Australia’s wine production was up by 10 per cent to 1.31 billion litres in 2016– the highest since 2006. This was the result of higher than average yields combined with above-average juice extraction rates.
Red wine production increased by nearly 80 million litres (13 per cent) to 684 million litres, while production of white wine increased by just under 40 million litres (6.7 per cent) to 626 million litres.
Sales figures were very positive. In a domestic market that had been largely static since 2006–07, sales of Australian wine increased slightly in volume (2.5 per cent) and by a solid 6.9 per cent in value. Value growth is attributable to strong pricing growth as consumers trade up, as well as growth in cellar door sales, particularly for smaller winemakers. The total value of domestic sales increased by A$191 million to just under A$3 billion (based on winemaker receipts) while the volume increased by 11.5 million litres to 468 million litres.
A series of FTAs and a booming Asian region helped export sales increase. The value of Australian wine exports grew by 11 per cent to $2.1 billion, while volume increased by 0.5 per cent to 728 million litres in the 12 months to the end of June 2016. Growth was strongest for Australia’s most premium wines, which is reflected in the growth in average value.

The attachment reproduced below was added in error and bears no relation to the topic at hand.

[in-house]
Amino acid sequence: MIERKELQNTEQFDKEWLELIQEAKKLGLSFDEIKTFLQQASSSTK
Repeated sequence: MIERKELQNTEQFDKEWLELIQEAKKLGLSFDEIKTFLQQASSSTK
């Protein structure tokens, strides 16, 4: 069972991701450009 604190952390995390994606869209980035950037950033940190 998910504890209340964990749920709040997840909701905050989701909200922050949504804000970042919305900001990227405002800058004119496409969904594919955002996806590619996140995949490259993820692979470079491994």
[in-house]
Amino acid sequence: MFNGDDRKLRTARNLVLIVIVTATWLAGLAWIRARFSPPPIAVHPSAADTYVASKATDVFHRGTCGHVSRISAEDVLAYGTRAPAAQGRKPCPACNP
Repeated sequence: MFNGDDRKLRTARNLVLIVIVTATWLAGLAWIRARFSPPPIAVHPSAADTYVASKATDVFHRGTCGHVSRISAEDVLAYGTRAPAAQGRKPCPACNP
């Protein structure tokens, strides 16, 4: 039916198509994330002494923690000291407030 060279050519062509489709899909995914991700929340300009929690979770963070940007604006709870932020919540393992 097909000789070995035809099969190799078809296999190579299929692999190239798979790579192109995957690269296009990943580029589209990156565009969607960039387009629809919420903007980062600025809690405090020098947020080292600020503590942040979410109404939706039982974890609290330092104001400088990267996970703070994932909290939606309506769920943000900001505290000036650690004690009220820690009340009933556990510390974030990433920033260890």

Red wine performed better in both domestic and export markets. Reds grew by 4.5 and 4.4 per cent in each market respectively, while white wine grew by 0.6 per cent in the domestic market and declined by 4.1 per cent in export markets. Although export sales of white wine were down in 2016, they were still the third highest since 2005–16 and 12 million litres above the ten-year average. Australia’s export profile is more weighted towards reds than whites, with red wines (including rosé) accounting for 39 per cent of domestic sales and 58 per cent of export sales in 2015–16.
As a result of the large crush, inventory increased by 7 per cent overall in 2015–16. This was partially off-set by stronger sales. The stock of red wine increased by 6 per cent to 1.07 billion litres, while for white wines, stocks increased by 9 per cent to 689 million litres, the highest since 2005–06. Stock levels have been creeping higher over the last five years but remain well below levels recorded pre-2006. Higher stock levels can be a mixed blessing as they allow for higher sales but also require management to maintain pricing momentum.
Wine production, sales and inventory (historical)